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Publish or Perish — Another Example of Goodhart’s Law

In becoming a target, publication has ceased to be a good measure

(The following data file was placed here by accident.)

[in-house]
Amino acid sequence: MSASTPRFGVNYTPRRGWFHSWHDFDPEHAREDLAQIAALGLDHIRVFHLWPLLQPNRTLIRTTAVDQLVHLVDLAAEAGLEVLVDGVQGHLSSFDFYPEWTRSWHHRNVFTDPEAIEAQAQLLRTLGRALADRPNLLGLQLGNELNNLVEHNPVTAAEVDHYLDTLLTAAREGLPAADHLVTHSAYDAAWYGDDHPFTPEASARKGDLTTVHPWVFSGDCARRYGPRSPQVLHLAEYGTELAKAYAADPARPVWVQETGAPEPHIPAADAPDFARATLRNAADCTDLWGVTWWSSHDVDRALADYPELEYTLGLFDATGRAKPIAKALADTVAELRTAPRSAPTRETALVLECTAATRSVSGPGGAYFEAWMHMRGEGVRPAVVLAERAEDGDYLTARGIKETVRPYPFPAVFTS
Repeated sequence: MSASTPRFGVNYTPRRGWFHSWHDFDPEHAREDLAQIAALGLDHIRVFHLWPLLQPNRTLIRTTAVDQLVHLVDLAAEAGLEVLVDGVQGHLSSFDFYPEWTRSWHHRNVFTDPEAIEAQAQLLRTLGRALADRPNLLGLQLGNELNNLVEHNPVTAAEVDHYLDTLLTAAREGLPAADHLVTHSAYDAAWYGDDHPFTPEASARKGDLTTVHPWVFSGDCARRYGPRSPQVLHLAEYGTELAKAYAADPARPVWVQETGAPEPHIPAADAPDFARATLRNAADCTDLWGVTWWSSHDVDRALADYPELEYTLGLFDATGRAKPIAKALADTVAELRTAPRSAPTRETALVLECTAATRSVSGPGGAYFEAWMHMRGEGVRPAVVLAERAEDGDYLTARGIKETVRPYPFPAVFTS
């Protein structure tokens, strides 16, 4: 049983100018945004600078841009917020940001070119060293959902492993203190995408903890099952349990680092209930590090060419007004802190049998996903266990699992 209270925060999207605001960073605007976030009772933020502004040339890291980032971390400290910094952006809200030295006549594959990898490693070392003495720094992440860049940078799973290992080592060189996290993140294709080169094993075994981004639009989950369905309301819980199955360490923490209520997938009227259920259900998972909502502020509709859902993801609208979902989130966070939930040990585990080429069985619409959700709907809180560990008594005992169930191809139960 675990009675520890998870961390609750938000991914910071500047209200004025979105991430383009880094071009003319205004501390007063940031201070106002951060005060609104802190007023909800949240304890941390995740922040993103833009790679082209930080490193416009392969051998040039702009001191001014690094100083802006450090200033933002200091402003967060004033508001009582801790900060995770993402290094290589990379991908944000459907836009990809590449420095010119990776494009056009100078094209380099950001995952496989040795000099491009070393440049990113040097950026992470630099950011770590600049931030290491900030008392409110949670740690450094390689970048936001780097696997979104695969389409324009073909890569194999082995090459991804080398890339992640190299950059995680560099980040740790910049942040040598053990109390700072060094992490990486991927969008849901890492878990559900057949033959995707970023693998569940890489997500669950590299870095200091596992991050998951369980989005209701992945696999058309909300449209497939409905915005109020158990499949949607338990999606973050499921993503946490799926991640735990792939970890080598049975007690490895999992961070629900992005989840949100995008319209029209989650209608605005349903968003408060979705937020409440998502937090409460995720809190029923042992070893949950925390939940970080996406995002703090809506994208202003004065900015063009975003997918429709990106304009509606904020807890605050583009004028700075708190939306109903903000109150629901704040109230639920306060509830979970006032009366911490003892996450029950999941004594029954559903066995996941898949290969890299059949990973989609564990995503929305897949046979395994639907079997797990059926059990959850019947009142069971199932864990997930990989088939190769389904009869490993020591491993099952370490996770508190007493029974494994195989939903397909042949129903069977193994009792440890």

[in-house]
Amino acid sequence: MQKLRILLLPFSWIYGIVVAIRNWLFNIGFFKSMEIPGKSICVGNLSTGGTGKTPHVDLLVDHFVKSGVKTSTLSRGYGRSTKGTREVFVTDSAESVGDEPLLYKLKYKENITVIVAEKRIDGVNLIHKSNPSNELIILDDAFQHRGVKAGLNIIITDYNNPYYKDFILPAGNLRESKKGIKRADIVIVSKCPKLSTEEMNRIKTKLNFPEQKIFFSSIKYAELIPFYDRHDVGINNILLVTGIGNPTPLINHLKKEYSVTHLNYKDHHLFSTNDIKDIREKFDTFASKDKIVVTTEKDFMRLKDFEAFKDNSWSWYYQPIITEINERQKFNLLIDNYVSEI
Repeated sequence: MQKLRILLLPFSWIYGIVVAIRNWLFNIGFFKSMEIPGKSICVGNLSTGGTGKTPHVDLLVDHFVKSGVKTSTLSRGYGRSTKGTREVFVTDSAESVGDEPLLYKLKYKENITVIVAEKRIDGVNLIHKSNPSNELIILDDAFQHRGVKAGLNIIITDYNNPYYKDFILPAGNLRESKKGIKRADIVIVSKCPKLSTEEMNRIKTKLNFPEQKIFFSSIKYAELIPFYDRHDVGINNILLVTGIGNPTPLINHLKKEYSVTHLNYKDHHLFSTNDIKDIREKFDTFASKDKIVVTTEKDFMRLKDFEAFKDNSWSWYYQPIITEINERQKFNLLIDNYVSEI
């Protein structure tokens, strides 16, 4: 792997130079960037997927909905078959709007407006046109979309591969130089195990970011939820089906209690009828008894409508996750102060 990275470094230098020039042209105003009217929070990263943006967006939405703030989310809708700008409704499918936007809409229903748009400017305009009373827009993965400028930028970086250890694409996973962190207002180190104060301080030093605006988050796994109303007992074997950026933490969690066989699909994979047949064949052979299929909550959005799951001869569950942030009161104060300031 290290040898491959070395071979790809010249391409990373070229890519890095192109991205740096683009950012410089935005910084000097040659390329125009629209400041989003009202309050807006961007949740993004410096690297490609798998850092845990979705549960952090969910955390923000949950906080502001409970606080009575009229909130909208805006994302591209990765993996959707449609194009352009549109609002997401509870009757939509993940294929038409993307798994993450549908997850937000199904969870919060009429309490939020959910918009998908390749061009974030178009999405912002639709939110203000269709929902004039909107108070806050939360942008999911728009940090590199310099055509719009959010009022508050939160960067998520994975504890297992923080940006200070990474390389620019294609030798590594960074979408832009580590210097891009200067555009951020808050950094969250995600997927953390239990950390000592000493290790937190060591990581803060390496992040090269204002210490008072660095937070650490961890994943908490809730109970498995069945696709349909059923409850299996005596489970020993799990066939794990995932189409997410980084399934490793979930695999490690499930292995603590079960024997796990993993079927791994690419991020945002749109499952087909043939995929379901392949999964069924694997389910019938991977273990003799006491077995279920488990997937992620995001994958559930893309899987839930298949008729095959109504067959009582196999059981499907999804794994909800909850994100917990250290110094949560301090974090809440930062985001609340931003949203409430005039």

The linchpin of scientific advances is that scientists publish their findings so that others can learn from them and expand on their insights. This is why some books are rightly considered among the most influential mathematical and scientific books of all time:  Elements, Euclid, c. 300 B.C.Physics, Aristotle, c. 330 B.C.On the Revolutions of Heavenly Spheres, Nicolaus Copernicus, 1543Dialogue Concerning the Two Chief World Systems, Galileo Galilei, 1632Mathematical Principles of Natural Philosophy, Isaac Newton, 1687The Origin of Species, Charles Darwin, 1859 As Newton said, “If I have seen further it is by standing on the shoulders of Giants.” It seems logical to gauge the importance of modern-day researchers by how much they have published and how often their research has been cited…